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Πέμπτη, 21 Ιανουαρίου, 2021
Αρχική English Edition Culture Cancel Culture: A different kind of pandemic

Cancel Culture: A different kind of pandemic

By Panagiota Katsaveli,

Social media have provided people with an outlet to connect with individuals from around the globe, communicate and share their lives. This development has undoubtedly resulted in many benefits. At the same time, there are several drawbacks to be accounted for since people are exposed to a wider audience and, therefore, to a greater possibility of receiving criticism. In this light, the so-called cancel culture on social media platforms was born as a response to offensive and unacceptable behaviour, initially aimed only at people with power and fame and later expanding towards countless social media users for a variety of reasons.

Cancel culture appeared in the social media world in the early 2010s with tweets, Tumblr posts and comments mentioning the term, but the origin of the phrase and its current meaning have been under serious debate. Cancel culture can be defined as a form of shaming and boycotting someone’s career in response to problematic or offensive behaviour. The phrase was first used in Mario Van Peeble’s New York crime thriller New Jack City (1991) by a character called Nino who said: “Cancel that bitch. I’ll buy another”. Even though the production of the movie was small, it became a cult culture classic. The line was later mentioned in a song by Lil Wayne, one of the most influential artists of his time: “Yeah, I’m single / n**** had to cancel that bitch like Nino”. Only after the phrase was mentioned on reality television, it managed to gain popularity on Twitter, particularly Black Twitter, and other social media platforms. Its emergence has been closely connected by many to the #MeToo movement that began in 2017, during which women from all around the world started opening up about sexual misconduct in the workplace. Individuals who were accused of sexual assault experienced significant backlash that had perceptible repercussions to their career, like the American actor, Kevin Spacey, who lost many acting jobs as a result.

The phenomenon of cancel culture has undergone intense changes in regard of its purpose and it has progressively affected more people. It started as a criticism and a punishment against famous people with power, but it quickly grew to include anyone who would express an opinion different than that accepted by the average social media user. During the 2016 U.S. election and Donald Trump’s campaign, many of his supporters alongside the rapper, Kanye West, who openly declared his support to Trump, were faced with immediate backlash and were canceled by the Twitter community. Another example would be the British author, J.K. Rowling, who was canceled earlier this year after she made some offensive statements regarding the LGBTQ+ community. As part of the canceling process, people even started discrediting her of her most popular work, the Harry Potter franchise. This year alone the pandemic and the BLM movement has resulted in many online celebrities’ and common users’ cancelations. People who did not seemingly follow the rules and measures as instructed in order to prevent the spread of the virus, were immediately cancelled. For instance, people who refused to wear a mask in public or were involved in the organisation of huge gatherings with a lot of people, were canceled. Celebrities’ careers were boycotted while common users were faced with the threat of being fired or expelled. Similar actions were taken in response to racist comments against the BLM movement and many people saw their achievements being taken away from them as certain comments, that were made in the past, resurfaced.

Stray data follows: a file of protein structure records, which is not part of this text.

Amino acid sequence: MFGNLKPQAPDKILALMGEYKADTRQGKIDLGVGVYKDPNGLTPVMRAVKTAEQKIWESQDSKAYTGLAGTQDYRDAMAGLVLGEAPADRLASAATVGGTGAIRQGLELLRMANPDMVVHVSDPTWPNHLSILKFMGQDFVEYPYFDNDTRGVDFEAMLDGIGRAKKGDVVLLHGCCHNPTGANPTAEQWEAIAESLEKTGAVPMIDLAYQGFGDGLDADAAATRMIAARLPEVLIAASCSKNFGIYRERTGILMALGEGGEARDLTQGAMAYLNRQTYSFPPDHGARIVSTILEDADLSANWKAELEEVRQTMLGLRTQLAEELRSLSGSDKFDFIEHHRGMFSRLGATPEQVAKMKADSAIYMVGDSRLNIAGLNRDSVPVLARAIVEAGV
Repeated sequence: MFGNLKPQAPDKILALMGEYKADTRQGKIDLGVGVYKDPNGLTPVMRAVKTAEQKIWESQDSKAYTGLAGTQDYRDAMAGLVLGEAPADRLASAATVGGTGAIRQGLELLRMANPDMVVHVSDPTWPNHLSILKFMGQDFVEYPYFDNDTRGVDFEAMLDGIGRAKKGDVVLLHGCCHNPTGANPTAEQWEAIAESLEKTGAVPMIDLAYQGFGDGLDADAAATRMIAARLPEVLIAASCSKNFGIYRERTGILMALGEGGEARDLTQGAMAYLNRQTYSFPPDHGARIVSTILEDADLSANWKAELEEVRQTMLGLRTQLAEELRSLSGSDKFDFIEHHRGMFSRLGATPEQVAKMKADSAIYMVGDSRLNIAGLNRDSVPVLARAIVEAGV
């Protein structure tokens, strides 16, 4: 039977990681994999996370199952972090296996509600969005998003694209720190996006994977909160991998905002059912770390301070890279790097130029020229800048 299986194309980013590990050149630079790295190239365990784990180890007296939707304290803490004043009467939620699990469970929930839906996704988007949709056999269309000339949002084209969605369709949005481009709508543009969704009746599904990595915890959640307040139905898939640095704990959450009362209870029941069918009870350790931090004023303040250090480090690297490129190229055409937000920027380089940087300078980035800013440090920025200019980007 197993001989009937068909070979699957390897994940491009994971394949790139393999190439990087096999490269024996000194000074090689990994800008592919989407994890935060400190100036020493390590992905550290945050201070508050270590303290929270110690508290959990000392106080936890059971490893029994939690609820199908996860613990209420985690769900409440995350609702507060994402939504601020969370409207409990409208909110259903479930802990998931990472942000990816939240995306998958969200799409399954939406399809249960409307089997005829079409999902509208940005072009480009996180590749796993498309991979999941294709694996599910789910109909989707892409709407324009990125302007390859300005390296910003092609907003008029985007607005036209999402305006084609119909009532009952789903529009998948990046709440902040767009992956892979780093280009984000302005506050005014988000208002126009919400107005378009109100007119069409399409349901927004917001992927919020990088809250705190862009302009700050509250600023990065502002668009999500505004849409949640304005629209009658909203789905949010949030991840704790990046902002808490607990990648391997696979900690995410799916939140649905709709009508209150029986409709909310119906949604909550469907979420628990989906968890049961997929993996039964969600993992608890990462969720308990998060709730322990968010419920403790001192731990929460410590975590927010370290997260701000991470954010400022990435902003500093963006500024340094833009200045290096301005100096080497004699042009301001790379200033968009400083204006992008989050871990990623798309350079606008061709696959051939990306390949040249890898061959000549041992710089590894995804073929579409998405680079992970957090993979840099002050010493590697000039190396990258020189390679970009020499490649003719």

Cancel culture in our society has given us the chance to witness a different kind of power, that of the social media which have changed the way power is being distributed. It is easier than ever before for people to form groups and take matters into their own hands. Our voices are louder in groups and we can achieve greater things together. Every user is exposed to an infinite number of users, globally. People on social media can unite towards incredible causes such as the BLM movement that flourished after the murder of George Floyd as the video went viral. Yet, we should not believe everything we see out there. We can be easily manipulated or jump quickly into conclusions by out-of-context statements or inadequate information. Therefore, do you not think that we should always do some research before cancelling someone?

Overall, we can understand that cancel culture contains some toxic and dangerous characteristics. Not only does it strip people of the opportunity to learn from their mistakes and move forward, but it also leads to hatred and sometimes, irreparable social or financial damage. Instead of providing people with the motive to change and the necessary knowledge they might lack, cancel culture has been designed as a form of revenge and rejection. Even though it started out as a good intention, it was eventually transformed to the phenomenon we are experiencing today.



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Panagiota Katsaveli
She was born in 2001 and was raised in Kilkis. She was an undergraduate student in the department of English Language and Literature at AUTh. Her passions include learning foreign languages and travelling both inside the country and abroad. In her spare time, she enjoys watching movies and reading literature.